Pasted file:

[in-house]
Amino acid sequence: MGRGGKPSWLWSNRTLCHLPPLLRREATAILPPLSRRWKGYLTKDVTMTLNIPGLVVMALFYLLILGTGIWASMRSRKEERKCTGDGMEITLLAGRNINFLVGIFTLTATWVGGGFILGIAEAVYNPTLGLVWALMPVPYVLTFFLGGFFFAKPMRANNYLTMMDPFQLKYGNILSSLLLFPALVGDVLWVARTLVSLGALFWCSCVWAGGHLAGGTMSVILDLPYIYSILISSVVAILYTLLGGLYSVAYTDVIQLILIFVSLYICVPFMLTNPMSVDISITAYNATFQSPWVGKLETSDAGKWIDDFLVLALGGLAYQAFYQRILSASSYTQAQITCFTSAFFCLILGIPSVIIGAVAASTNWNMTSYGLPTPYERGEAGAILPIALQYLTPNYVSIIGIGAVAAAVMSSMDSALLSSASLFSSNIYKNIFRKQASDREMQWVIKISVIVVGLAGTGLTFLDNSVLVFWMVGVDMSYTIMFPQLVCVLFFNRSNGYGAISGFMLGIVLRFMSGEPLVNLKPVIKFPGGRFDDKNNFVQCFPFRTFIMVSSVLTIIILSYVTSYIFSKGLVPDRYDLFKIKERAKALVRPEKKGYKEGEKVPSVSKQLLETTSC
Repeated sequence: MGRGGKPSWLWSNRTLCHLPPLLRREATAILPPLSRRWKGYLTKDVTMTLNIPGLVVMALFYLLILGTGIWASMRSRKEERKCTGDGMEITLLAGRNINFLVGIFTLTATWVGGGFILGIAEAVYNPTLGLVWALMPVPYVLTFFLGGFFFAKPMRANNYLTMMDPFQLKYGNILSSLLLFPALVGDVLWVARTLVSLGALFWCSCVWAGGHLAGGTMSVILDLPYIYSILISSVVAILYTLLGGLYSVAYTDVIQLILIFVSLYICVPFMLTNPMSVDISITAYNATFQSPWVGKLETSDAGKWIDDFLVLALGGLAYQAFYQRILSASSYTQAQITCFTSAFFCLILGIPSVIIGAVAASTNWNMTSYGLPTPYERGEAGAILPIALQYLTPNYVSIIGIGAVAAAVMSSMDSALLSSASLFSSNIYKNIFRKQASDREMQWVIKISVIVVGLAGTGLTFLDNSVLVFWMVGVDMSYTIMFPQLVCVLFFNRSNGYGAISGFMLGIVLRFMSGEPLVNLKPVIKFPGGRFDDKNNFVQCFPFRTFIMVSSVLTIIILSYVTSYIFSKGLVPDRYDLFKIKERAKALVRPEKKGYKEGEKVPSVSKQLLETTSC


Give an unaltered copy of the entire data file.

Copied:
[in-house]
Amino acid sequence: MGRGGKPSWLWSNRTLCHLPPLLRREATAILPPLSRRWKGYLTKDVTMTLNIPGLVVMALFYLLILGTGIWASMRSRKEERKCTGDGMEITLLAGRNINFLVGIFTLTATWVGGGFILGIAEAVYNPTLGLVWALMPVPYVLTFFLGGFFFAKPMRANNYLTMMDPFQLKYGNILSSLLLFPALVGDVLWVARTLVSLGALFWCSCVWAGGHLAGGTMSVILDLPYIYSILISSVVAILYTLLGGLYSVAYTDVIQLILIFVSLYICVPFMLTNPMSVDISITAYNATFQSPWVGKLETSDAGKWIDDFLVLALGGLAYQAFYQRILSASSYTQAQITCFTSAFFCLILGIPSVIIGAVAASTNWNMTSYGLPTPYERGEAGAILPIALQYLTPNYVSIIGIGAVAAAVMSSMDSALLSSASLFSSNIYKNIFRKQASDREMQWVIKISVIVVGLAGTGLTFLDNSVLVFWMVGVDMSYTIMFPQLVCVLFFNRSNGYGAISGFMLGIVLRFMSGEPLVNLKPVIKFPGGRFDDKNNFVQCFPFRTFIMVSSVLTIIILSYVTSYIFSKGLVPDRYDLFKIKERAKALVRPEKKGYKEGEKVPSVSKQLLETTSC
Repeated sequence: MGRGGKPSWLWSNRTLCHLPPLLRREATAILPPLSRRWKGYLTKDVTMTLNIPGLVVMALFYLLILGTGIWASMRSRKEERKCTGDGMEITLLAGRNINFLVGIFTLTATWVGGGFILGIAEAVYNPTLGLVWALMPVPYVLTFFLGGFFFAKPMRANNYLTMMDPFQLKYGNILSSLLLFPALVGDVLWVARTLVSLGALFWCSCVWAGGHLAGGTMSVILDLPYIYSILISSVVAILYTLLGGLYSVAYTDVIQLILIFVSLYICVPFMLTNPMSVDISITAYNATFQSPWVGKLETSDAGKWIDDFLVLALGGLAYQAFYQRILSASSYTQAQITCFTSAFFCLILGIPSVIIGAVAASTNWNMTSYGLPTPYERGEAGAILPIALQYLTPNYVSIIGIGAVAAAVMSSMDSALLSSASLFSSNIYKNIFRKQASDREMQWVIKISVIVVGLAGTGLTFLDNSVLVFWMVGVDMSYTIMFPQLVCVLFFNRSNGYGAISGFMLGIVLRFMSGEPLVNLKPVIKFPGGRFDDKNNFVQCFPFRTFIMVSSVLTIIILSYVTSYIFSKGLVPDRYDLFKIKERAKALVRPEKKGYKEGEKVPSVSKQLLETTSC